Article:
Commentary, News

UNC Center for Civil Rights sets the record straight in response to Board of Governors’ attack

As was explained in this post late last month, conservative members of the UNC Board of Governors are seeking to muzzle and cripple the Center for Civil Rights that’s a part of the UNC School of Law at Chapel Hill. This week the Center staff shared a detailed response to the BOG with NC Policy Watch that we’re happy to publish below in its entirety:

CLARIFYING THE RECORD

Context & Corrections to the BOG memo on the UNC Center for Civil Rights

Claim: The Center for Civil Rights has no oversight to ensure that it pursues UNC’s educational mission rather than the “personal causes and interests of center personnel.”

Fact: The Executive Director of the Center is a tenured member of the law school faculty and oversees the work of the Center, including its direct representation and advocacy. Additionally, before any litigation can commence, Center staff must submit a justification memo to the Dean of the Law School. The Center cannot engage in litigation without the Dean’s approval.

Claim: Center for Civil Rights staff “are government-funded lawyers,” who have “little incentive to resolve claims and significant incentive to litigate.”

Fact: Although categorized as state employees, Center staff salaries and benefits—as well as all programmatic costs and expenses—are funded by grants, foundations, and private gifts and donations. All direct advocacy engaged in by the Center is on behalf of clients—low-wealth individuals, families, and communities across North Carolina– whose priorities, rights, and interests determine the trajectory of any litigation.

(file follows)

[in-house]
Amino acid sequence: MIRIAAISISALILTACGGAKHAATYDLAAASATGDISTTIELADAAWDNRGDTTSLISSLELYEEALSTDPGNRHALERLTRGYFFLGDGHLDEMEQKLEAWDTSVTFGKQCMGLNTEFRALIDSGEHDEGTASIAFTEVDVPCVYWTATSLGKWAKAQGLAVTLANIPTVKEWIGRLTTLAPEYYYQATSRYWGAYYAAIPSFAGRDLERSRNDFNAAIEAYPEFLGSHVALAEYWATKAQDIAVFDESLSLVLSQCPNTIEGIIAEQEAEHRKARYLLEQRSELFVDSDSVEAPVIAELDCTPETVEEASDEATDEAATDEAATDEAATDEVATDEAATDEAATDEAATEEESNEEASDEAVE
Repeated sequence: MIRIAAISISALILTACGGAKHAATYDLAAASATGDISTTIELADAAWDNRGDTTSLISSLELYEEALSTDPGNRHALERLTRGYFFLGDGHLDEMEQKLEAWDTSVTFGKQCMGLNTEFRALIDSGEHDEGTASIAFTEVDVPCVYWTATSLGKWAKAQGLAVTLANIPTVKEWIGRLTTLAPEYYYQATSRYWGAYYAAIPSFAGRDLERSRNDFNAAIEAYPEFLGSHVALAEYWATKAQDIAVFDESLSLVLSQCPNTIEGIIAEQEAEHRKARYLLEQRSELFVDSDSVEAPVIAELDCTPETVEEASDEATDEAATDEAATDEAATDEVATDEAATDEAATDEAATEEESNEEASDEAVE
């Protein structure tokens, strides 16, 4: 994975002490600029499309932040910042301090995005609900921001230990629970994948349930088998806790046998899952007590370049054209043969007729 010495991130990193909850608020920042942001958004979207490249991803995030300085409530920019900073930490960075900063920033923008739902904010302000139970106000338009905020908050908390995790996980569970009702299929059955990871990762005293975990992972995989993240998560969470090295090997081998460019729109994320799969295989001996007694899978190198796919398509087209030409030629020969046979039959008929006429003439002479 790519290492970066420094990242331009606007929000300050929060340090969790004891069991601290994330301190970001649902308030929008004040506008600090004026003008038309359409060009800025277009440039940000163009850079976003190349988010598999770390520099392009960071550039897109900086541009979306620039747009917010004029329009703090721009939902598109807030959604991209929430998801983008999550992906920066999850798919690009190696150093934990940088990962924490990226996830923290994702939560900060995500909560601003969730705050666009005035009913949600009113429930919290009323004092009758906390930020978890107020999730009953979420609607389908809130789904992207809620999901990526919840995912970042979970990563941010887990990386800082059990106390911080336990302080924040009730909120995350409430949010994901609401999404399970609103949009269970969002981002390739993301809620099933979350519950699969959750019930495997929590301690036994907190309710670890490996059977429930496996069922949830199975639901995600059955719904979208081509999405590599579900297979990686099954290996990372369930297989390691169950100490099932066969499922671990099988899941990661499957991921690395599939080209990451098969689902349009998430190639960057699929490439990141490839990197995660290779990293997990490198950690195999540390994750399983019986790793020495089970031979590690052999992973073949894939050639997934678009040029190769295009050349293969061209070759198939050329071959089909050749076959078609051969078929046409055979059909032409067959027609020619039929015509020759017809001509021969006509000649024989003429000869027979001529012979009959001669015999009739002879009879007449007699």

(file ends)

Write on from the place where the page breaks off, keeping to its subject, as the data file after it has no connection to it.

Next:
Over half of the cases filed by the Center in the past 9 years were resolved by negotiated settlement. In one of those cases, it was the “government-funded” lawyers retained by the county that unnecessarily prolonged the litigation, filing two interim appeals that delayed the case for over a year, and were ultimately dismissed by the appellate court.

Claim: Law school clinics, unlike the Center for Civil Rights, “provide law students with hands-on legal training through representation of clients,” operate under ABA standards, and focus on educating law school students.

Fact: ABA guidelines require that students get “live-client or other real-life practice experiences, appropriately supervised and designed to encourage reflection by students on their experiences and on the values and responsibilities of the legal profession, and the development of one’s ability to assess his or her performance and level of competence.” There is no formal “in-class” requirement for clinics. 

Since its founding, the Center has directly supervised over 600 students through externships, internships, and pro bono projects. Students learn experientially how to practice law through direct involvement in research, drafting complaints, motions and briefs, conducting discovery, and interviewing clients.  Staff provides substantial supervision, mentorship, and feedback to support students’ personal and professional development.

  • “My summer at the Center for Civil Rights was a marked highlight of my time at Carolina. I feel I learned more about the practice of law in those few months than I did at any other point in my education. . . . I was exposed to numerous types of suits and legal advocacy that I did not experience at other internships or in the classroom. I received hands on training with complex discovery, investigation, client relations, and crafting pleadings.”